JT: The first monster I remember being in the house was the three-toed snorty-blog. Something to do with a birthday card from an aunt and, obviously, the monster was supposed to be cute and cuddly. I spent several years thereafter being told I was actually the three-toed snorty-blog–what with my being unable to breath properly (I had near permanent colds).

Technically, though, I suppose the first monster in the house was my older sister being told that there were witches hiding down the toilet and they’d eat her if she went at night. This was my dad’s attempt to stop her going to the toilet in the night and she still has to turn the lights on if she wakes up in the night. I do, too, but my monsters are in the mirror, not down the toilet.

Anyway, that’s what monsters should be as far as I’m concerned–a way of explaining something that doesn’t make sense away that can be as good or as bad as it likes–very much like Nature. It might be misunderstood, it might be good at heart, but it probably doesn’t care about you either way. I think the sea monster stories in our book in general capture that well but the Icy Sedgewick story we collected does a particularly good job.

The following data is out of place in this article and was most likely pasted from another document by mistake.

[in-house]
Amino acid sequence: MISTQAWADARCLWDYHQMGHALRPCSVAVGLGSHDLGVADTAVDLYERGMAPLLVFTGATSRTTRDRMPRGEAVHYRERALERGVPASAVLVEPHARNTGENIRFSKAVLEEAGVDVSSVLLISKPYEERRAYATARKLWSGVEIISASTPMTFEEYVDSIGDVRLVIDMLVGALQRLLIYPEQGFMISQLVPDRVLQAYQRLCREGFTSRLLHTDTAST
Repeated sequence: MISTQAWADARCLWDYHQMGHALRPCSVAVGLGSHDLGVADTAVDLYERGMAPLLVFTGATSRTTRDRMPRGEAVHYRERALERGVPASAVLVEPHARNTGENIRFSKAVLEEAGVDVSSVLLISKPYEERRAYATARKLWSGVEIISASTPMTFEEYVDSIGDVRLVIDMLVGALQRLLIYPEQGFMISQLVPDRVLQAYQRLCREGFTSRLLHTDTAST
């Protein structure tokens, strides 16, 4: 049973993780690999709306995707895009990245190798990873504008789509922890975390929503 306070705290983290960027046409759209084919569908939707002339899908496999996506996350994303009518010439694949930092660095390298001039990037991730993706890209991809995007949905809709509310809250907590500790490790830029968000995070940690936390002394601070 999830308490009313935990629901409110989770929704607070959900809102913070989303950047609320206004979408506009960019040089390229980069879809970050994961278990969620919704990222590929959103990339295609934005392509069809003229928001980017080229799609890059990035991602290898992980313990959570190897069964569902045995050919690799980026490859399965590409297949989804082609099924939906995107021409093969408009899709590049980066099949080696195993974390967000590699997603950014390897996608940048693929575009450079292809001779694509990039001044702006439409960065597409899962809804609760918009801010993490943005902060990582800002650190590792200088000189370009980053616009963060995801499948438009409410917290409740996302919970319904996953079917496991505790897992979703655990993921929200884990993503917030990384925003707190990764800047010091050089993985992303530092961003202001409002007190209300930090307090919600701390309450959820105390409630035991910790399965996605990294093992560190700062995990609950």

How do you think of monsters?

Boogeyman

MH: To do the academic approach first, I agree with you. I think monsters throughout our history have been merely products of humans’ inability to explain things, be it the strange mountain shapes, thundering and lightning, or the neighbour who died so sudden. Several of the stories in European monsters is based on such folklore and legends. Aliya Whiteley’s story, for instance, builds on a myth about ‘the beast of Exmoor’, a very interesting legend about an enormous phantom cat roaming the wilderness of Exmoor, most likely a cat which escaped from the zoo, and sadly not so much a real monster. I think also some people in a position of power, be it parents—like your story about your dad and sister–bishops or the elders of a society, have used an idea of a monster or something evil as an efficient tool, as a way of controlling people. And then we have the freak shows and carnivals lurking in our cultural past, and the horror stories told by the camp fire. I think people just love to be scared.